Readers who followed the paranormal romances in Stephanie Meyers’ Twilight series, Maggie Stiefvater’s Shiver trilogy, or Alisa Valdes’ The Temptation will likely find Sangu Mandanna’s debut novel, The Lost Girl, thrilling.  Besides the interesting love triangle to fuel the plot, however, Mandanna adds adventure, mystery, and a twist on New Zealand folklore.  With a science fiction “what if” style, the novel also poses some provocative questions about creating life through processes that parallel cell regeneration or even cloning.  Given these features, the book transcends the typical romance novel to become deeply philosophical. Despite her name, which means immortal one, Amarra knows life’s limitations.  Created withoutRead More →

Young readers looking for a good ghost story with adventure and history stirred in will find it in Bridge of Souls by Victoria Schwab.  In this third volume in the City of Ghosts series, Schwab features twelve-year-old Cassidy Blake whose parents are the Inspecters: World-traveling, ghost-hunting, paranormal investigators. As they travel the world to produce film accounts of their findings, Cassidy tags along from Paris to Edinburgh and beyond.  This episode has the family filming in New Orleans, a place where color, style, and sound collide; a place of contradictions. Although Cassidy has always had a brain that doodles, helping to show her things thatRead More →

When Alder Madigan and Oak Carson first meet as next door neighbors in a Los Angeles, California, neighborhood, the two fifth graders decide they don’t like one another. Complicating any chance at a friendship is the mystery of their mothers’ dislike for one another. However, as time and coincidences transpire, the two accept that change is hard and that sometimes, one thing—like anger or a tree—has to end to make room for something else. Furthermore, the universe appears to have other plans. Those realizations—in the midst of a kitten coincidence, an apparition of a house that isn’t there inhabited by Mort the opossum, and theRead More →

A descendent of the Sun god, twelve-year-old Cecelia Rios grew up hearing the legends of the criaturas. Of all the legends, she likes Coyote’s the best. How was she to know that some day their stories would intertwine? Cece has soft eyes and a compassionate heart, but in the desert of Tierra del Sol, criaturas are dangerous and must be destroyed. In order to survive, according to Mamá, weakness invites death, so she tells her daughter: “You cannot let your tears make you more water than fire” (9). But Cece has a soul of water, not of fire—so she rescues Tzizimitl, a criatura the townspeopleRead More →

In the kingdom of Nothing, every time peace between the volken and the human races seems imminent, something happens to fuel the conflict with fear or lies and then prevent the two factions from achieving peaceful coexistence. What or who is behind this perpetual warring? Targeting middle-grade readers, the graphic novel Fantastic Tales of Nothing by Alejandra Green and Fanny Rodriguez is an adventure featuring an unlikely quartet: Nathan Cadwell, Sina, Bardou, and Haven, who form an unexpected bond. Nathan is a human boy who simply wants a quiet and peaceful life, with maybe a little money to gamble now and then. Sina Crowe is a volken,Read More →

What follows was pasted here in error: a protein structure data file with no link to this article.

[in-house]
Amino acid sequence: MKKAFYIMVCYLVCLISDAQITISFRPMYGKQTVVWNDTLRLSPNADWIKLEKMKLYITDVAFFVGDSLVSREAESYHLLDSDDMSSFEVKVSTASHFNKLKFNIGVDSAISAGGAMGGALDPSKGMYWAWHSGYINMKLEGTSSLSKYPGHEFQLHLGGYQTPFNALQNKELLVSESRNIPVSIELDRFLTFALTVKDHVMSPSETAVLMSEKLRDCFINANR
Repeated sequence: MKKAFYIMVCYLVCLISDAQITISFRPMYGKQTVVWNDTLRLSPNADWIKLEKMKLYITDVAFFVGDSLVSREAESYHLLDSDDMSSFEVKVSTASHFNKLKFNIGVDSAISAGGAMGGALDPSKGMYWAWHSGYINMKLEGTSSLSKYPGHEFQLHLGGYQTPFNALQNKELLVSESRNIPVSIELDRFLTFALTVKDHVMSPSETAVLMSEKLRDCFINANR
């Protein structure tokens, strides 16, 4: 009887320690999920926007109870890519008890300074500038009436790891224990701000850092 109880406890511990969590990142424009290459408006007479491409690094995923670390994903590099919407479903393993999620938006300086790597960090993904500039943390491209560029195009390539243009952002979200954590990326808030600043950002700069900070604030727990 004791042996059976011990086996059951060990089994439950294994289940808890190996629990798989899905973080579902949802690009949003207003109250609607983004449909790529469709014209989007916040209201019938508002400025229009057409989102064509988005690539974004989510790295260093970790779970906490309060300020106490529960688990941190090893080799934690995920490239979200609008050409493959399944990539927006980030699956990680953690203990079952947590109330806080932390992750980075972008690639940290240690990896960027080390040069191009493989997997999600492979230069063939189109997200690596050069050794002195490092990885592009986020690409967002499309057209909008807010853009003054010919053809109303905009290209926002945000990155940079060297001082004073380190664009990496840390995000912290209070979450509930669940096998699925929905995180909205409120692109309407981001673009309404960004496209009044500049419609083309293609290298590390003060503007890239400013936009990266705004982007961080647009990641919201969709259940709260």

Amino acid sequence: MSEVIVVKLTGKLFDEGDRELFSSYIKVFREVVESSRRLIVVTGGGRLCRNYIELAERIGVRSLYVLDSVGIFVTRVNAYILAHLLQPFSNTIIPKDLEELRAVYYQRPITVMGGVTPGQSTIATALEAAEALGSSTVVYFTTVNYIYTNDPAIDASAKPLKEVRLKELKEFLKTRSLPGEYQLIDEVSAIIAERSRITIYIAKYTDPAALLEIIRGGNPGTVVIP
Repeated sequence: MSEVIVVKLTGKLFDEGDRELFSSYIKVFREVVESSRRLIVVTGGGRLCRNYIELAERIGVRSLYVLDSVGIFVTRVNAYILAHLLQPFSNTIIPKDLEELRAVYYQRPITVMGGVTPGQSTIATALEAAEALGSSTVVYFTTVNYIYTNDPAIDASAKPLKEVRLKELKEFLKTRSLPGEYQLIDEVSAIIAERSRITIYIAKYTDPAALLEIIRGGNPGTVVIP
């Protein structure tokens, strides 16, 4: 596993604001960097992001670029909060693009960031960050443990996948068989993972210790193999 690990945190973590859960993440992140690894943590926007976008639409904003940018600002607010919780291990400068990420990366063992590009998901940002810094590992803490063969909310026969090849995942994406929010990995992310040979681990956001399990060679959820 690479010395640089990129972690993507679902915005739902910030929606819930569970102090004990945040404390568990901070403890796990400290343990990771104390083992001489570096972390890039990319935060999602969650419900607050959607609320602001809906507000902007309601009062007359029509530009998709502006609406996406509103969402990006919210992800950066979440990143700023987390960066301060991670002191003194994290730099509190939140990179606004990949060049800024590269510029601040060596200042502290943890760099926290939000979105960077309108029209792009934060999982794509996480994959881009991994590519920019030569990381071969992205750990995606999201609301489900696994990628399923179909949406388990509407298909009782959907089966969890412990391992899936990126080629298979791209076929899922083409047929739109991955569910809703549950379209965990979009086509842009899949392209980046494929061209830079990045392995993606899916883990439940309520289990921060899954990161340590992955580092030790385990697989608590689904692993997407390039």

With Cinders & Sparrows, Stefan Bachmann has written a gothic novel for middle grade readers. Given the genre, his book incorporates ghosts, spirits, hauntings, misty woods, gloomy environs, enchanted chambers and staircases, talking trees and a marble bust who claims to be a prince. The novel’s plot revolves around twelve-year-old Zita Brydgeborn and her discovery that she is not an orphan after all but a member of the Brydgeborn family of witches and the heiress to Blackbird Castle. With Mrs. Cantanker as her teacher, Zita receives all sorts of training—some of it oddly questionable. Still, according to Mrs. Cantanker, “A true Blackbird is graced withRead More →

Although Cynthia Voigt’s newest book, Little Bird, has a target audience of middle-grade readers, with its anthropomorphism, it joins beast fables like Monkey Wars by Richard Kurti and Watership Down by Richard Adams, adding its own brand of commentary on human societies and behaviors. The title character, Little Bird belongs to a small flock of crows who forage, guard against danger, and live out their short lives near Old Davis Farm. However, Little Bird doesn’t have the sharp-beaked, sharp-clawed, and sharp-spoken way of other crows. She discovers additional differences between herself and other crows, when the flock loses a good luck charm called Our Luck,Read More →

Believing that humor is often more honest than being serious and that laughter contributes to resilience, author John Cusick writes books laden with laughter and bordering on the absurd. When Lola Ray and Phineas Fogg find themselves in a precarious situation where the fate of the universe is at stake, Phin must keep Lola from falling into the hands of the evil Goro Bolus and the Temporal Transit Authority who will turn her over to the Phan. The young duo must both get out of New Jersey, off the planet, and as far away from Earth’s solar system as they can. In their attempt atRead More →

Wrecked by her parents’ divorce and then her brother’s disappearance three years ago, Andrea Murphy’s life has grown awful. The empty seat at the table, her unrelenting guilt that her brother’s disappearance is somehow her fault, and his ghost in the boxes stacked in the garage all haunt her. “I’m fine” is the lie she tells to hide the cracks and holes in her heart. As a reminder of his memory, she carries a missing piece of her brother in her pocket. When the pain grows too intense to bear, she rides her bike far and fast, letting the breeze whip through her hair whileRead More →